Henry Vaughan

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Vaughan, Henry

(vôn), 1622–95, one of the English metaphysical poetsmetaphysical poets,
name given to a group of English lyric poets of the 17th cent. The term was first used by Samuel Johnson (1744). The hallmark of their poetry is the metaphysical conceit (a figure of speech that employs unusual and paradoxical images), a reliance on
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. Born in Breconshire, Wales, he signed himself Silurist, after the ancient inhabitants of that region. After leaving Oxford, where he did not take a degree, he turned to the study of law. Later he switched to medicine and spent his life as a highly respected physician. His greatest poetry is contained in Silex Scintillans (1650; second part, 1655), which includes "The Ascension Hymn," "The World," "Quickness," "The Retreat," and "They are all gone into the world of light." Though he openly admitted his indebtedness to George HerbertHerbert, George,
1593–1633, one of the English metaphysical poets. Of noble family, he was the brother of Baron Herbert of Cherbury. He was graduated from Cambridge.
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, where Herbert celebrates the institution of the Church, Vaughan is more interested in natural objects and in a mystical communion with nature. Vaughan's other works include Poems (1646), Olor Iscanus (1651), Thalia Rediviva (1678), The Mount of Olives (1652), and Flores Solitudinis (1654).


See edition of his works edited by L. C. Martin (2d ed. 1957); complete poems edited by A. Rudrum (1981); biography by F. E. Hutchinson (1947); studies by E. Holmes (1932, repr. 1967), R. Garner (1959), R. A. Durr (1962), T. O. Calhoun (1981).

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Vaughan, Henry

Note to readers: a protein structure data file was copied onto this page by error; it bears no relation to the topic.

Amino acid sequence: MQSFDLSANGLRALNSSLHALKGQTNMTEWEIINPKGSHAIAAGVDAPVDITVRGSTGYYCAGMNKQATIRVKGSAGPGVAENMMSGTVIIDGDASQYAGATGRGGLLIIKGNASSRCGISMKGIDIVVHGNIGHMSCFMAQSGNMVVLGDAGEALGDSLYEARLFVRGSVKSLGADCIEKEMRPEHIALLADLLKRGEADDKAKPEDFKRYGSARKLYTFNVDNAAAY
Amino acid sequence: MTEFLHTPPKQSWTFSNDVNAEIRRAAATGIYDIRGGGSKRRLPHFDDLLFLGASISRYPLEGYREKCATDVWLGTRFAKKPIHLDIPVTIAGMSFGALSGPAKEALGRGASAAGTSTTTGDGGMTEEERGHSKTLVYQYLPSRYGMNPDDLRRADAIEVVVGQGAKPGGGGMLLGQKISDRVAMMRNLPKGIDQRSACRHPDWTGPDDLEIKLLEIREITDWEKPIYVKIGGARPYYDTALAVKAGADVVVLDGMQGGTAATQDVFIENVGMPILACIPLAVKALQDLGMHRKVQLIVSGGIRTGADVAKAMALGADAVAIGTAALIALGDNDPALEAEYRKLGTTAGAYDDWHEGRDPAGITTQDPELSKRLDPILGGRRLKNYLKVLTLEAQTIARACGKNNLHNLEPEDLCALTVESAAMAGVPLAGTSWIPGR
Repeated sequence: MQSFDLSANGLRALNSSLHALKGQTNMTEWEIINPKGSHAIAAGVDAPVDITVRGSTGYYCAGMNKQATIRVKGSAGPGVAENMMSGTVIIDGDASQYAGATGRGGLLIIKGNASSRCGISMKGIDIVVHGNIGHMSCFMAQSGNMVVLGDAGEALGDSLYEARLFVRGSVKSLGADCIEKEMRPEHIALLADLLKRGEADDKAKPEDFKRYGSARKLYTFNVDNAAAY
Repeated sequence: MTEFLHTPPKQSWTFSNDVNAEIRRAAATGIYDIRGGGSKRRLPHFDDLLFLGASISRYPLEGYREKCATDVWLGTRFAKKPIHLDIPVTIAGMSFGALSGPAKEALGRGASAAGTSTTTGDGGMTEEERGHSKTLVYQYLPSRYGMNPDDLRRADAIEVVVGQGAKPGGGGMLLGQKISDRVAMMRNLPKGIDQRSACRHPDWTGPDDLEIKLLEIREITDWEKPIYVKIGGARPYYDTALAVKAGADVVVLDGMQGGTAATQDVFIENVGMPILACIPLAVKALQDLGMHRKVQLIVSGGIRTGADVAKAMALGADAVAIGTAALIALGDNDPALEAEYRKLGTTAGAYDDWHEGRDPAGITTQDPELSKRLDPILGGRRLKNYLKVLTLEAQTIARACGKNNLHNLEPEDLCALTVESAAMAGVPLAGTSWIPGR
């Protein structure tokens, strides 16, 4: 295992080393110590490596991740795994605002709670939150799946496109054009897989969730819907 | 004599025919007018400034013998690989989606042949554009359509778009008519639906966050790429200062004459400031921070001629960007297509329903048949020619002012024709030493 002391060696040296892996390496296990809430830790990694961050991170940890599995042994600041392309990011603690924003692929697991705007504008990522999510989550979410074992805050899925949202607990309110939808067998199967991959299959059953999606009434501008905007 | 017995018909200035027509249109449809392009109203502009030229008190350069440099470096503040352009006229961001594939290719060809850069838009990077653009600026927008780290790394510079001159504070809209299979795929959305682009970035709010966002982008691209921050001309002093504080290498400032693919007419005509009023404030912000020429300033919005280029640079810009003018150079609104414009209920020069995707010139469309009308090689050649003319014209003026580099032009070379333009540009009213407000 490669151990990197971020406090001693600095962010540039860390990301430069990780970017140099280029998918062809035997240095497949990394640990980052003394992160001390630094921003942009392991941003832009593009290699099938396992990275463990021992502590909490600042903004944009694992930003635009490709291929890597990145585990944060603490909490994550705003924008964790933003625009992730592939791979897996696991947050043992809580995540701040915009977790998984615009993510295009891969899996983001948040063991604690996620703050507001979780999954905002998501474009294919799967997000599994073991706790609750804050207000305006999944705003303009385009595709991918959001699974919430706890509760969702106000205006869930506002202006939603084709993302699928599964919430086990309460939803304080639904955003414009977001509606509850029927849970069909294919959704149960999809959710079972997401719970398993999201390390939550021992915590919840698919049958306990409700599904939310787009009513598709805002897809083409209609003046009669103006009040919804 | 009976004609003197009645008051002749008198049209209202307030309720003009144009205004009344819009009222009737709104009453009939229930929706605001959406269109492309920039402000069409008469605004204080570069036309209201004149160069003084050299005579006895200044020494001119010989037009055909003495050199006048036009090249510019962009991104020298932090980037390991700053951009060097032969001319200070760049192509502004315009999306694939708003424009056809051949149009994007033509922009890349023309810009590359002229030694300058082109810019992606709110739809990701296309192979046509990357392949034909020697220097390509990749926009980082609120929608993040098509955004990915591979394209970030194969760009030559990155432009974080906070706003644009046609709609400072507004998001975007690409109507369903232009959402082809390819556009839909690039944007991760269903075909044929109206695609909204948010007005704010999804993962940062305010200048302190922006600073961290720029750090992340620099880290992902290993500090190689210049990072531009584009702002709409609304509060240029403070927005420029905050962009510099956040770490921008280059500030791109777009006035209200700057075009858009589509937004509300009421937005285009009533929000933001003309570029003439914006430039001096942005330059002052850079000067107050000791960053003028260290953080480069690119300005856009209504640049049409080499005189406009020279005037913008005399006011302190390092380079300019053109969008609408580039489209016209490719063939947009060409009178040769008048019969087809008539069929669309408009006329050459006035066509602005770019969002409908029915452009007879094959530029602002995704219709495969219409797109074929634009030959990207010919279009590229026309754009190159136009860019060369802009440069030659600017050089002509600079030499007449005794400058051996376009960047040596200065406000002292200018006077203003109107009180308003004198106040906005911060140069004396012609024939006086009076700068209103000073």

(1846–1917) architect; born in Cheshire, England. In 1881 he emigrated to Boston, where he led the "Boston Gothicists," designing primarily churches and schools. His late American Gothic Revival influenced Ralph Adams Cram, among others.
The Cambridge Dictionary of American Biography, by John S. Bowman. Copyright © Cambridge University Press 1995. Reproduced with permission.
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(9) On Vaughans use of nature see, Robert Duvall, "The Biblical Character of Henry Vaughan's Silex Scintillans" PCP, 6 (1971), 13-19; Georgia B.
In a moving rendition, Richard Lovelace, the famous Cavalier poet, warns that "water'd eyes but swell our Woes," since fate is a bully who "whips us first until we weep" and then continues to whip because he sees us "a-weeping." The only way to defeat him is to take a brave stand: "One gallant thorough-made Resolve / Doth Starry Influence dissolve." In Henry Vaughan's equally fine rendition, we read,
Henry Vaughan serves, alongside Lady Anne Conway and Margaret Cavendish, as a counter to the forces threatening the earth's integrity.
Hutchinson, Henry Vaughan: A Life and Interpretation (Oxford, 1947), 181-94; Stevie Davies, Henry Vaughan (Mid Glamorgan, Wales, 1995), 12 13, 172, 180, 187-90.
"July Word" somewhat resembles Henry Vaughan's "The Retreat," wherein the virginal soul can know "Bright shoots of Everlastingness." The Aegean topos of his childhood still dazzles his "psyche," or soul, but whereas in athletic youth he could apprehend it "by swimming," now it is "by studying." The "Body of Summer" from his second book of poems still receives the metaphorical sun where he holds the cicada, who sings, says Archilochus, irrepressibly as the poet, and who is Zeus in the Galaxies' eternal summers.
What was so rare about him was his sense of dissident national identity: he belonged to the England of the Elizabethan philosopher/astrologer John Dee, of the 17th-century diarist and antiquarian John Evelyn and the mystic and medical man Sir Thomas Browne, and of the metaphysical poets--John Donne, George Herbert, Henry Vaughan. As a younger friend of his remarked recently, he was never deeply involved in gay politics until they caught up with him.
Though a working knowledge of these poets would be helpful to the reader, particularly with respect to the work of John Donne, George Herbert, and Henry Vaughan, it is not absolutely necessary.
Traherne was not discovered as a poet until early in the 20th century; his manuscripts, which were recovered in 1895 from a London bookbarrow, were at first ascribed to Henry Vaughan. His best - known verse is included in Poetical Works (1903) and Poems of Felicity (1910).
Byline: Henry Vaughan and Jennifer Cockerell Reporters
Henry Vaughan, 26, sales assistant, Newcastle: I would have to be pretty much unable to get out of bed to come into work, perhaps with a fever.
Convinced they had been written by Henry Vaughan (c1622-1695), he showed them to Dr.
Henry Vaughan's Silex Scintillans: Scripture Uses is based on West's Cambridge dissertation, written under the supervision of the late Jeremy Maule.